The exact ways the rail strike will cripple the UK this week – as map reveals where disruption will hit the most | The Sun

The exact ways the rail strike will cripple the UK this week – as map reveals where disruption will hit the most | The Sun


BRITAIN will grind to a halt this week as a three-day strike cripples the railways.

The chaos will hit kids taking their GCSEs, festival-goers heading to Glastonbury and workers trying to get to the office.

But hard-line unions have doubled down on the biggest rail strike in a generation as they warned services will be slashed to 20 per cent of their normal frequency. 

Passengers have been urged not to travel unless absolutely necessary.

Half the railway network will shut down on Tuesday, Thursday and Saturday.

It'll be the biggest walkout since the 1980s.

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The union has admitted it's causing the carnage to protect ancient rules which mean train staff only have to work 35 hours a week — the equivalent of seven hours a day.

Here's how it could affect you.

Trains halted

Network Rail says no passenger services will serve locations including Penzance in Cornwall, Bournemouth in Dorset, Swansea in South Wales, and Blackpool, Lancashire.

There will also be no passenger trains running north from Glasgow or Edinburgh.

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Open lines include the West Coast Main Line from London to Scotland via locations such as Birmingham and Manchester.

Lines will only be open between 7.30am and 6.30pm, meaning services will start later and finish earlier than usual.

For example, the last train to Leeds on strike days is 3.05pm. Final services will depart to Edinburgh at 2pm, and to Cardiff at 4.27pm.

Passengers "who must travel" are urged to "plan ahead" to ensure they can make the last train home.

Festivals and sporting events

Glastonbury Festival takes place for the first time in three years from Wednesday.

Around 200,000 revellers will be heading for Somerset, most of whom would usually travel by train to Castle Cary.

They may still have a reasonable journey, with chiefs at Great Western Railway saying some trains will run between the station and London Paddington.

However, it's likely services will change, and there could be delays.

Party-goers are instead trying to book coaches, and it's feared there could be far more traffic than usual around the site, the Daily Mail reports.

Meanwhile, England is set to play its third Test match against New Zealand at Headingly in Leeds from June 23 to 27. 

And the UK Athletics Championships run from Friday to Sunday in Manchester.

On Friday and Saturday, Elton John and the Rolling Stones will perform at London's Hyde Park. Saturday is the third day of strikes, meaning Stones fans will face a particularly hard time.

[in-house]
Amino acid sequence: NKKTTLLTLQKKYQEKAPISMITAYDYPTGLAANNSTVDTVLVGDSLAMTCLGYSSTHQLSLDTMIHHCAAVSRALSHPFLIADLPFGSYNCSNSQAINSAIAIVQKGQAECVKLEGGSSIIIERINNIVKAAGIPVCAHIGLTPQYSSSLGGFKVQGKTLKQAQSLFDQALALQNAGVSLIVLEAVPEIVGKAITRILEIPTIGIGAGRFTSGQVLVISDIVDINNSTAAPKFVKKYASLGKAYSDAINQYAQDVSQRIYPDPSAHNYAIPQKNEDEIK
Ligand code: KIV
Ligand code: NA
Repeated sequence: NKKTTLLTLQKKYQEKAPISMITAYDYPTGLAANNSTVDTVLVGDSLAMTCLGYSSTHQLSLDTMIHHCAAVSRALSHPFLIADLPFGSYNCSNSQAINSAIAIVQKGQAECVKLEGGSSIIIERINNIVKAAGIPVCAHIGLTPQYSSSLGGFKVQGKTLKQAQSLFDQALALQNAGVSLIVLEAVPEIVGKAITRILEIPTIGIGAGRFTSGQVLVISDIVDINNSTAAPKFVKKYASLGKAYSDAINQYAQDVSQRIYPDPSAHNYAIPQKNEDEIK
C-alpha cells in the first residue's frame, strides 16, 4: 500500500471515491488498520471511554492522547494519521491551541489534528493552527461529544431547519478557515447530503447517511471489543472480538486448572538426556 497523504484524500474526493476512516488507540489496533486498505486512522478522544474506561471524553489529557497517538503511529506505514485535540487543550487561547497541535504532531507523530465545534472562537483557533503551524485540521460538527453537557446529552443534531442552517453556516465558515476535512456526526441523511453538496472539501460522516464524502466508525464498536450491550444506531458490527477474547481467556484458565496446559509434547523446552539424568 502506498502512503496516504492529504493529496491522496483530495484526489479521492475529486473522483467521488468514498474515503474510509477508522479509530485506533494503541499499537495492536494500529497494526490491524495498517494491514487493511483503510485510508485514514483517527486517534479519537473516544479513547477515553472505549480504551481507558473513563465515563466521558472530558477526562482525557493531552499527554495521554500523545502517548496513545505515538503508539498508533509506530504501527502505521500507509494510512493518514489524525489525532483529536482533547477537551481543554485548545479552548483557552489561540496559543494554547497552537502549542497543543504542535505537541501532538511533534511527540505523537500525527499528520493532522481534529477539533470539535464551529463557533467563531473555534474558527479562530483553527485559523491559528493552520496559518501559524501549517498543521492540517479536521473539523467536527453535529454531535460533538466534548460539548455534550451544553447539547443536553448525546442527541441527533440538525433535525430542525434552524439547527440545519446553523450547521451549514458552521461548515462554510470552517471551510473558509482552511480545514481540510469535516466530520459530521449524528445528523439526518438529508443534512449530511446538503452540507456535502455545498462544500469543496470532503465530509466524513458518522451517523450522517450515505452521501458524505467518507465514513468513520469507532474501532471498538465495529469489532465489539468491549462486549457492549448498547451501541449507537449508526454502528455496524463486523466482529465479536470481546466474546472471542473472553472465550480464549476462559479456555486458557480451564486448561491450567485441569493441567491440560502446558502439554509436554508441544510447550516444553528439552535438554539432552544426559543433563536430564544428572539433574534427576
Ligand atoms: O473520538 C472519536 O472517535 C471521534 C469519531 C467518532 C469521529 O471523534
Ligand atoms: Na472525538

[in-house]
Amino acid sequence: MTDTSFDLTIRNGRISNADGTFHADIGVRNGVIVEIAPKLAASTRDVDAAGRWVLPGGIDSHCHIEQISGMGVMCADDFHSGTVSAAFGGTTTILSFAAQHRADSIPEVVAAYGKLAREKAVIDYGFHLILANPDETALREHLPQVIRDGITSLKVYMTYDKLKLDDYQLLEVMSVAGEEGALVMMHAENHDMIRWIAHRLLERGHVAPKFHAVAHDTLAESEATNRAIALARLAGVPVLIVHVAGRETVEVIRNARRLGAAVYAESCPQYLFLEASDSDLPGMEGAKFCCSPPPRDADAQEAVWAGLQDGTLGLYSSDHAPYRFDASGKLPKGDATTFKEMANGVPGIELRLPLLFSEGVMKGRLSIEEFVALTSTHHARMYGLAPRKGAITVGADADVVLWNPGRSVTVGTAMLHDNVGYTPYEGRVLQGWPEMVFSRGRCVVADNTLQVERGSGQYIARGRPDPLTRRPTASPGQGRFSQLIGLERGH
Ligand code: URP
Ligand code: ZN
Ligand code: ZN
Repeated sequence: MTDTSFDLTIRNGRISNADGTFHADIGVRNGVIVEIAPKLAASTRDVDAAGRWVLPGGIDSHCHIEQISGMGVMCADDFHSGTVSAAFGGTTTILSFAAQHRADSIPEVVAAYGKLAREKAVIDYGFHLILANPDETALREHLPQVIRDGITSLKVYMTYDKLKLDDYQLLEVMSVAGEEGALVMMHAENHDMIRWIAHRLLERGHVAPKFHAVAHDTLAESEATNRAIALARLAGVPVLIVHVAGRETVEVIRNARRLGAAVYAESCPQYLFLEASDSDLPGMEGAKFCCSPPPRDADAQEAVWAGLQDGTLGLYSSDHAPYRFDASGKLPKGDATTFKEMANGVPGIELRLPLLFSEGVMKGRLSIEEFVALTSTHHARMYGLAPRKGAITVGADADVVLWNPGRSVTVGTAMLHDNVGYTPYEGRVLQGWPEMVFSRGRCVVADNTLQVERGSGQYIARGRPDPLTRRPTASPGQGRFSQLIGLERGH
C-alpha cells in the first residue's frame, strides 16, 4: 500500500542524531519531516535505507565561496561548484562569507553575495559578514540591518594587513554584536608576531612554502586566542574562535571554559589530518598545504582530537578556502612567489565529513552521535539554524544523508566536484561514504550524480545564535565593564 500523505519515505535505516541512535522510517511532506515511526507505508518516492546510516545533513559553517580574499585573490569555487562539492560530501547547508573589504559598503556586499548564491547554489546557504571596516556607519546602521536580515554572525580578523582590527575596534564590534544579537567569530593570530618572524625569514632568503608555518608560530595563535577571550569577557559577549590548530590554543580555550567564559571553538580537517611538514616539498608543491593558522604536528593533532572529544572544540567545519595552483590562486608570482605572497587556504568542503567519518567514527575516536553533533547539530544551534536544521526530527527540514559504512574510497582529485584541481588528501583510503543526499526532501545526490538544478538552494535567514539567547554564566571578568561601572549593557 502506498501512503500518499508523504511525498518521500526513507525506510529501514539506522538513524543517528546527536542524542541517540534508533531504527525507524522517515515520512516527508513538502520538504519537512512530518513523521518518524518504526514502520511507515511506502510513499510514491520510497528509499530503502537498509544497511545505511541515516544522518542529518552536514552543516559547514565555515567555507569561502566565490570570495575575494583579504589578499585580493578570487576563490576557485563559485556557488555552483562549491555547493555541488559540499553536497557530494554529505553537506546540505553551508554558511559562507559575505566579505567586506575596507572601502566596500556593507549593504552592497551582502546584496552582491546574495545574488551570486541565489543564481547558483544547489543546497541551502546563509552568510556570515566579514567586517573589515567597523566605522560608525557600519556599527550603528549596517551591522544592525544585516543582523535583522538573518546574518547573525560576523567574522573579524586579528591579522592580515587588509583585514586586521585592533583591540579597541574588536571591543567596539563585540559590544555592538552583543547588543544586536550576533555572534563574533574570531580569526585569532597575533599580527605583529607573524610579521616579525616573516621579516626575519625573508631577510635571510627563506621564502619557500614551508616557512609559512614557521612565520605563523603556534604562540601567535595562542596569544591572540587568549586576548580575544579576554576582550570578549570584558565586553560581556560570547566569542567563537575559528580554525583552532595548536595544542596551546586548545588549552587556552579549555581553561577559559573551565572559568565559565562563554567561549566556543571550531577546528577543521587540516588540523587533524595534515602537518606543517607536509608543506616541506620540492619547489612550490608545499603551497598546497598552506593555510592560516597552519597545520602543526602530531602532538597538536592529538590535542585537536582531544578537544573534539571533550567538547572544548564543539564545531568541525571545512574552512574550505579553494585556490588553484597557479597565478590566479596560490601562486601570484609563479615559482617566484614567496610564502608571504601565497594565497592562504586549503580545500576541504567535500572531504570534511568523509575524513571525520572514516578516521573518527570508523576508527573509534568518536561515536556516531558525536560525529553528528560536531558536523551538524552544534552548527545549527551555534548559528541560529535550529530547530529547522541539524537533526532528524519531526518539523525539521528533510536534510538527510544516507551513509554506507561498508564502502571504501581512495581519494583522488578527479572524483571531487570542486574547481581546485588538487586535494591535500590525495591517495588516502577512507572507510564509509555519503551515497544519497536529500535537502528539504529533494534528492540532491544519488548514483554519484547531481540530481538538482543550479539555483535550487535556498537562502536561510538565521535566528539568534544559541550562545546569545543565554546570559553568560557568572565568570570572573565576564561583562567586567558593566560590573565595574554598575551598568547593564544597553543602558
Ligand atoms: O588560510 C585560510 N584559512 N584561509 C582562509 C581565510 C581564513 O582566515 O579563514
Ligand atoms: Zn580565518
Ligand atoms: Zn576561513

GCSEs and A-Levels

Mums and dads who put their children on trains to school are already desperately trying to find other ways to get their kids to exams.

Teens will sit GCSE history and dance tomorrow. German, religious studies and maths A-Levels will also take place.

On Thursday, the second day of strikes, chemistry A-Levels and physics GCSEs are planned.

In total, however, 17 GCSE and 22 A-Level tests could be disrupted.

In order to mitigate the problems, examiners can begin 30 minutes late, or even move the tests altogether.


Professor Sir Stephen Powis has urged anyone considering skipping appointments to find another way to get in.

"I am urging those who have appointments booked in to plan ahead and look at alternative options for getting to their GP practice or hospital if needed," he said.

London hospitals are likely to be hit particularly hard.

That's because driving in the capital can be difficult, even without the extra pressure on the roads network – and parking spaces are already at a premium.

Health Secretary Sajid Javid has said the walkouts will "put patients at risk".

Both London Ambulance Service Trust and South Central Ambulance Service Foundation Trust have moved to the highest level of alert.

The warning shows they're under huge pressure already.

British businesses

The Centre for Economics and Business Research says strikes will cost the economy around £91million in staff absences alone.

More than 250,000 people won't be able to get to work.

London will face the biggest hit, with a loss to the economy of £52million, it found.

Other estimates suggest the cost to the UK economy overall could be as much as £450million.

And UK Hospitality chief Kate Nicholls said the strikes will cost the tourism, leisure and theatre industries an astonishing £1billion.

She added: “This week’s strikes will add misery to many hospitality workers and businesses already struggling to make ends meet.”


Even those who get behind the wheel will be impacted by the strikes.

Stagecoach says Megabus bookings for next week have soared by 85 per cent already.

The AA says many roads will be busier – although in a grimly ironic bit of 'good news', rising fuel prices are keeping more people at home anyway.


Brits are already facing misery at airports across the country, with huge delays and cancelled flights.

But those hoping to get to the airport by train are urged to consider another way to travel.

London airports have warned of severe delays and reduced timetables.

There'll be no Gatwick Express services at all on strike days.

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The Stansted Express and Heathrow Express services will run just two trains an hour, with much later first and earlier last trains.

Eurostar is running a reduced timetable next week and has cancelled 41 trains between London and Paris and Brussels and Amsterdam.

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